Just what you didn’t expect from me (maybe): a wine review. While it’s not in time for Christmas and Hanukkah, surely you can’t drink champagne all New Year’s Eve! Mix it up with some Chardonnay, my favorite wine.
Hubby clipped coupons for Total Wine & More, a big box store around here, and we loaded up a cart with a variety of Chardonnays for me and a bottle each of vodka and port for him. Notice that Chardonnay is capitalized, but port is not. I have no idea what is correct, but that is how I view the world. And that is how you will find this review. Chardonnay from the viewpoint of Luanne who knows very little about wine.
Oops, I probably should have pretended to know a lot, so you would think I know what I am talking about. But when you read the language I use to describe the wines you will figure it out anyway.
When I go to a restaurant I never know what to order. That is only partly my own ignorance. It is also because most restaurants seem to carry some crappy wine they can mark up. Some will mix it up with a brand that “everyone” knows, such as Kendall Jackson. So when I go to a restaurant, I tend to order Kendall Jackson, not because I think it is a great Chardonnay, but because I know what I am getting and find it palatable. Note that I’m not talking about fine restaurants here, but the kind I frequent.
Standing in the aisles of Chardonnay at Total Wine it struck me that I really miss the wine store in Kalamazoo called Bacchus. They always had a big choice and it wasn’t a big box, equity company-owned store. It also struck me that there are a lot of Chardonnays I never hear about because they don’t sell them at most restaurants. I wondered if I could find something I like better than Kendall Jackson or La Crema, a brand I began to drink after a friend gave me a bottle for a gift.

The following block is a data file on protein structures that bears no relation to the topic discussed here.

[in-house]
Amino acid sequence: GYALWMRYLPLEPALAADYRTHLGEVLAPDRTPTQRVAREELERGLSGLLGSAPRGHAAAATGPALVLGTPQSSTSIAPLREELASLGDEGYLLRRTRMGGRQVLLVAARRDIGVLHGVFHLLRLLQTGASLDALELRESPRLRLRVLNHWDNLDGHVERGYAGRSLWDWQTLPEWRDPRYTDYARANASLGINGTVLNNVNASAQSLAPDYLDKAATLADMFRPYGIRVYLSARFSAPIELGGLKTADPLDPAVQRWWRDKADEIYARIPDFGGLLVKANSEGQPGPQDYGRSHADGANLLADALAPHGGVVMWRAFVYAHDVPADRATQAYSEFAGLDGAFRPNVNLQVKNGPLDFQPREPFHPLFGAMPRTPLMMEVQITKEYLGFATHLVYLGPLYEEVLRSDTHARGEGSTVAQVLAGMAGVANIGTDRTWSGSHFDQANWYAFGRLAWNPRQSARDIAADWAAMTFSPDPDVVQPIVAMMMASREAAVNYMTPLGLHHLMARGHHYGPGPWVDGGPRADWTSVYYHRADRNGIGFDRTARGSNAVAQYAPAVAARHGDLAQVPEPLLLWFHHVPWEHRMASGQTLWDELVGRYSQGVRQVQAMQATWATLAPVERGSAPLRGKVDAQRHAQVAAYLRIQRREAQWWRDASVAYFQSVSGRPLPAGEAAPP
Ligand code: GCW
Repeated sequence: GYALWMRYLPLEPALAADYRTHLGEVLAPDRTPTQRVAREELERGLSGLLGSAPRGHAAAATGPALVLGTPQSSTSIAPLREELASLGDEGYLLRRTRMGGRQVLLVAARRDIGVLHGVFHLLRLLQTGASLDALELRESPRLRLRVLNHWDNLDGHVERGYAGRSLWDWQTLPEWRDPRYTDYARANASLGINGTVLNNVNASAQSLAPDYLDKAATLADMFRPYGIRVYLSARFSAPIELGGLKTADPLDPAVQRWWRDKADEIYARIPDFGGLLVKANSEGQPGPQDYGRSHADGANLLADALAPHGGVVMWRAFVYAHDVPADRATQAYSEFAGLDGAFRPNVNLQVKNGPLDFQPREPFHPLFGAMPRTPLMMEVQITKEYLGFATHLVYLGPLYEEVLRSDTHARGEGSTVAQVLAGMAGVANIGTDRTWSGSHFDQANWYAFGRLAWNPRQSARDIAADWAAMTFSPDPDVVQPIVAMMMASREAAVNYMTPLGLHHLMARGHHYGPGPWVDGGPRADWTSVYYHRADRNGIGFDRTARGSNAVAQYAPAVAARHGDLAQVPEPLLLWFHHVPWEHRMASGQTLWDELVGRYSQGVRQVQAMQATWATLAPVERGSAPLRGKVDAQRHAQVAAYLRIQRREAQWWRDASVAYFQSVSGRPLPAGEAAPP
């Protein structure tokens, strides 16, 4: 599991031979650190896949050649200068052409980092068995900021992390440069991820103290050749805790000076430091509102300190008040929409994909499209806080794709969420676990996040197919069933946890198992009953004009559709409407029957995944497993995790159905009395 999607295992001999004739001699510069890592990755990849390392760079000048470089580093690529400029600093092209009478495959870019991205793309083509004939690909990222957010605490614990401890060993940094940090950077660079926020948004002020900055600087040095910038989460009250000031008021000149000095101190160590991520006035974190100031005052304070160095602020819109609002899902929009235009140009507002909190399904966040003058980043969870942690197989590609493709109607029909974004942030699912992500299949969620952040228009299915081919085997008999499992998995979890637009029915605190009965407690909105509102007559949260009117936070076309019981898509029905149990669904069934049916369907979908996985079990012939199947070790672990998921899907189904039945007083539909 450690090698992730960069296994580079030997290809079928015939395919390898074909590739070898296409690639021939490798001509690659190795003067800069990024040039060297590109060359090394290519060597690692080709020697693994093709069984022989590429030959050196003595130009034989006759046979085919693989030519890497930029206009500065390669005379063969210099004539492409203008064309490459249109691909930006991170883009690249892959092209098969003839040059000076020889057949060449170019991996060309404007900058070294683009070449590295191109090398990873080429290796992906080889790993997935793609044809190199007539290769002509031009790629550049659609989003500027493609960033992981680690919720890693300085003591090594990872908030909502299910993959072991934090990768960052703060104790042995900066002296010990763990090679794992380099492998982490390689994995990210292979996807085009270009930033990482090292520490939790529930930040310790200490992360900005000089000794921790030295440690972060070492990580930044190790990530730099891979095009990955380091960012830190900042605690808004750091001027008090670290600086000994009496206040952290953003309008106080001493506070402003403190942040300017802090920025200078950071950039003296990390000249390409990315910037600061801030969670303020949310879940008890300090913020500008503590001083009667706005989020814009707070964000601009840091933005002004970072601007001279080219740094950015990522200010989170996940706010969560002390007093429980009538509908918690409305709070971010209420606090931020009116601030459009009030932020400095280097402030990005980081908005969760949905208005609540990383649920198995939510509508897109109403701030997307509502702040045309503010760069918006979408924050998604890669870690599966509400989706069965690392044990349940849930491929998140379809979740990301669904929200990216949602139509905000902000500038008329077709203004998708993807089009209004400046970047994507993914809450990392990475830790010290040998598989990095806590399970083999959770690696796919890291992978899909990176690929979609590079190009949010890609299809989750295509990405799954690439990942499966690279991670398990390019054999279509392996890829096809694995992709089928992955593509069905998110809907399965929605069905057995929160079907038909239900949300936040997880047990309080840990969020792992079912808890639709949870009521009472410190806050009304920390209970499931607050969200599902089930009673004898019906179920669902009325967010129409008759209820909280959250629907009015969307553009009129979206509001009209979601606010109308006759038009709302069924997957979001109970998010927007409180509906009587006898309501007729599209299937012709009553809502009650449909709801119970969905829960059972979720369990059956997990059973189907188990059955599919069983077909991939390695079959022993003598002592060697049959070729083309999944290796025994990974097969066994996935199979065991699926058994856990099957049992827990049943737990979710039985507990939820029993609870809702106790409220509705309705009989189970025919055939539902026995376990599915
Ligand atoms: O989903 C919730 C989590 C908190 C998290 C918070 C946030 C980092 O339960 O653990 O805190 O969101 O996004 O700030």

If you wonder about the origins of Chardonnay, here is a brief history from Wine Access:
The best Chardonnays in the world continue to arrive from the region where the grape first emerged: the chalk, clay, and limestone vineyards of Burgundy and Chablis. While the origins of the grape were disputed for many years, with some speculating that the grape came all the way from the Middle East, DNA researchers at the University of California Davis proved in 1999 that Chardonnay actually developed, most likely, in eastern France, as a cross between a member of the “Pinot” family and an ancient, and nearly extinct variety called Gouais Blanc.
My results will follow a typical wine rating.
Luanne’s 100-Point Scale based on that used by Wine Access and other sites:
- 95-100 — Classic; a great wine
- 90-94 — Outstanding; superior character and style
- 80-89 — Good to very good; wine with special qualities
- 70-79 — Average; drinkable wine that may have minor flaws
- 60-69 — Below average; drinkable but not recommended
- 50-59 — Poor; undrinkable, not recommended
But don’t expect talk of pears and apples and oak and all that rot. I only use the word oak when I ask a server which is the most “oaky” of the less expensive chards. These are my impressions of the ones I chose.
This wine seemed flat, without much taste. But sour, definitely puckery. Kind of like sucking on over-sized California lemons. (You’ve probably heard that the larger the California-grown produce, the less flavor, and that’s a fact). I’d give this one a 70 to be kind.